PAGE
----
In 1784 a Baptist minister, by the name of Ezekiel Sampson settled on the flats a short distance below where Hancock village now is, but he remained there only a few years, and then removed to Chemung county in 1789. In 1787 Judge Samuel Preston came to Stockport to survey the lands in that vicinity, one Edward Doyle from Doylestown, Pennsylvania, coming with him. In 1789 Judge Preston determined to establish a colony, locating himself across the river at Stockport. Young Doyle determined to remain with him, and thereafter only went back to Doylestown for an occasional visit. He settled at a point two and one-half miles below Shehocton, now Hancock village, on the farm now occupied by Frank Doyle, one of his descendants. Soon after he married Elizabeth Shaffer, and many of their descendants still reside in the town. Edward Doyle was the first member of the Legislature from this town. He had three sons, Edward, John and Samuel, the last named being the third member of the Legislature from the town, and three daughters, Abigail, Elizabeth and Mary. His wife was the first member of the Methodist Episcopal church in the town, she having been a member of that church at Canaan, Pennsylvania, where she regularly attended the Quarterly Conferences, going and returning on horseback. The Methodist church was first organized in 1831, at Hancock village, then a small hamlet. When they proceeded to organize they discovered that there was no copy of the Church Discipline in the place, so they posted a man on horseback to the Doyle residence to procure one, in the meantime having a very enthusiastic meeting, singing hymns and giving testimony, That small beginning has grown into a church at the same place with a prevent membership of about 300.

In the latter part of the eighteenth century one Ezra May located in the town, teaching school in 1800 and 1801 at Shehocton, now Hancock village. He afterward became the first deacon of the Presbyterian church there. He also gave the old cemetery to the people for a burying ground for their dead. John Dusenbury started the first store in the town. It wasn't much of a store, but no doubt was considered quite an acquisition by the settlers.

Captain John Knight, from near Philadelphia, settled below Stockport about 1785. Numerous descendants of his still reside in the town and have always been considered people of fine tastes and habits. About 1790 Aaron Thomas and Moses his brother settled above Doyle along the river. Many of the Thomas family still reside in the town and are considered good substantial citizens. Along the East branch of the Delaware, settlement began about the same time.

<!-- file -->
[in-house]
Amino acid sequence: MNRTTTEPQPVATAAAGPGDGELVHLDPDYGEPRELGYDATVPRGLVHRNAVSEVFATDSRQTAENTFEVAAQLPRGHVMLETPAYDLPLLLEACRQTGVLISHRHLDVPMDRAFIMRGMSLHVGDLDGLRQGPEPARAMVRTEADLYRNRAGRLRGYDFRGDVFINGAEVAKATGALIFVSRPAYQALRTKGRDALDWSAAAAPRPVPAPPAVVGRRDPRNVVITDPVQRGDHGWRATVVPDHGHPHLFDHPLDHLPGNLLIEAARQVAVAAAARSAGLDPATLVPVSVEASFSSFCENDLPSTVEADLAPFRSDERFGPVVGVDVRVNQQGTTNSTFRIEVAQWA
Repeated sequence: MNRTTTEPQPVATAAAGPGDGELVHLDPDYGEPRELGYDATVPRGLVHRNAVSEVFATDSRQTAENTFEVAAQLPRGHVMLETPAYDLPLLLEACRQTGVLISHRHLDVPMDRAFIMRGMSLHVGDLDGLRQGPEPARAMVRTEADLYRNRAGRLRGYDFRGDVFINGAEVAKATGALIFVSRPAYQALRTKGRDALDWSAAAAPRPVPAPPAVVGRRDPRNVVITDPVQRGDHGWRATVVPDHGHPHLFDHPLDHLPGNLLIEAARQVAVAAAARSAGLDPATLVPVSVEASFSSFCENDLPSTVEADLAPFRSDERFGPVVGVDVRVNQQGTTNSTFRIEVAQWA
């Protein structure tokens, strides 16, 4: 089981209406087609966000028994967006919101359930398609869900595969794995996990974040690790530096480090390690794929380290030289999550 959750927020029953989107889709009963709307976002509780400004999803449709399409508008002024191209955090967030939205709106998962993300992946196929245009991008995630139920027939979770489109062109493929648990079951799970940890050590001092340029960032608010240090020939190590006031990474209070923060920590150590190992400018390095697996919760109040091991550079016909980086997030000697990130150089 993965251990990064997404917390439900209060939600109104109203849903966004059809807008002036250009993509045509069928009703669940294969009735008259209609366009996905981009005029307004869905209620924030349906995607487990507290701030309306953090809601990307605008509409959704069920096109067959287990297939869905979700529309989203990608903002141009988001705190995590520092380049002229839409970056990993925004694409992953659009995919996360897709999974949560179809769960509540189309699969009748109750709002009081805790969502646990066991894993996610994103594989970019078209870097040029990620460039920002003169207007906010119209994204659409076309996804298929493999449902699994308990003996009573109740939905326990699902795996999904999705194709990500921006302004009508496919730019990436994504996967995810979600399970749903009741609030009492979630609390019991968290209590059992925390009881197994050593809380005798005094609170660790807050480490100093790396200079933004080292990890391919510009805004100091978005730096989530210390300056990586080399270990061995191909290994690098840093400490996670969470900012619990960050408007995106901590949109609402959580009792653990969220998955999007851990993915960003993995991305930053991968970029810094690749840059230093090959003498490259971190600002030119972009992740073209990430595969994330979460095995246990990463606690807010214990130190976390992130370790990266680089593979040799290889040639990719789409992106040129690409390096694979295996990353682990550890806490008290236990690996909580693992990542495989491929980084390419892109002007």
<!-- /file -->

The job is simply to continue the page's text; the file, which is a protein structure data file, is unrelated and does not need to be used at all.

Henry B. Bascom, D. D., one of the Bishops of the Methodist Episcopal church, South, was born in Hancock May 27, 1796. He was licensed to preach in 1813, and in 1823 was elected Chaplain to Congress. In 1827 he was called to the presidency of Madison College, Pennsylvania, and in 1842 became president of Transylvania University. He was editor of Quarterly Review of the Methodist Episcopal Church, South, 1846-1850, and was elected a Bishop May, 1859. He died September 8th, 1850.

The first settlement made in the upper end, of the town, was by Abraham Sprague at Long Flats, in 1788. His grandson, Al Sprague, is still living in the town, in his eighty-sixth year. Abraham Sprague came direct to this place from Newburgh, upon his discharge from the Continental army. The tract of land upon which he settled, consisting of 261 ½ acres, was granted to one John Burch, Esq., of London, by Queen Anne, and was accepted out of the Hardenberg Patent. Burch conveyed the same to William Cockburn in 1772, and. Christopher Tappan as agent for Cockburn sold the same to Mr. Sprague in 1777, while he, Sprague, was in the army. Mr. Sprague soon after his settlement there sold portions of the Long Flat to Titus Williams (grandfather of Colonel Williams now residing at East Branch) and Charles and James Sutton who settled thereon about 1795. In 1800 Titus Williams and one Stephenson built the first grist mill near there, and Stephenson run the same until his death, which occurred some years later by drowning at Early's ford. He attempted to cross upon the ice, but it gave way and he fell in. His hat being found later upon the remaining ice at this point told the tale of his unfortunate death. His body was found the next spring at the head of Cochecton Falls. It was upon discovery buried at a point between high and low water mark, that being supposed to be the requirements of the law at that time. Silas Bouker, Major Landfield and Jesse Baxter settled at Harvard in 1790. About two years thereafter Ichabod Benton, Solomon Miller and Elijah Thomas settled what is known as the Martin Flat near Harvard. In the same year James Miller great-grandfather of S. Gordon Miller, and his two brothers settled at the juncture of the East branch and Beaverkill on the site of an ancient Indian village called "Pacatacan," and on the exact spot where now stands the thriving village of East Branch.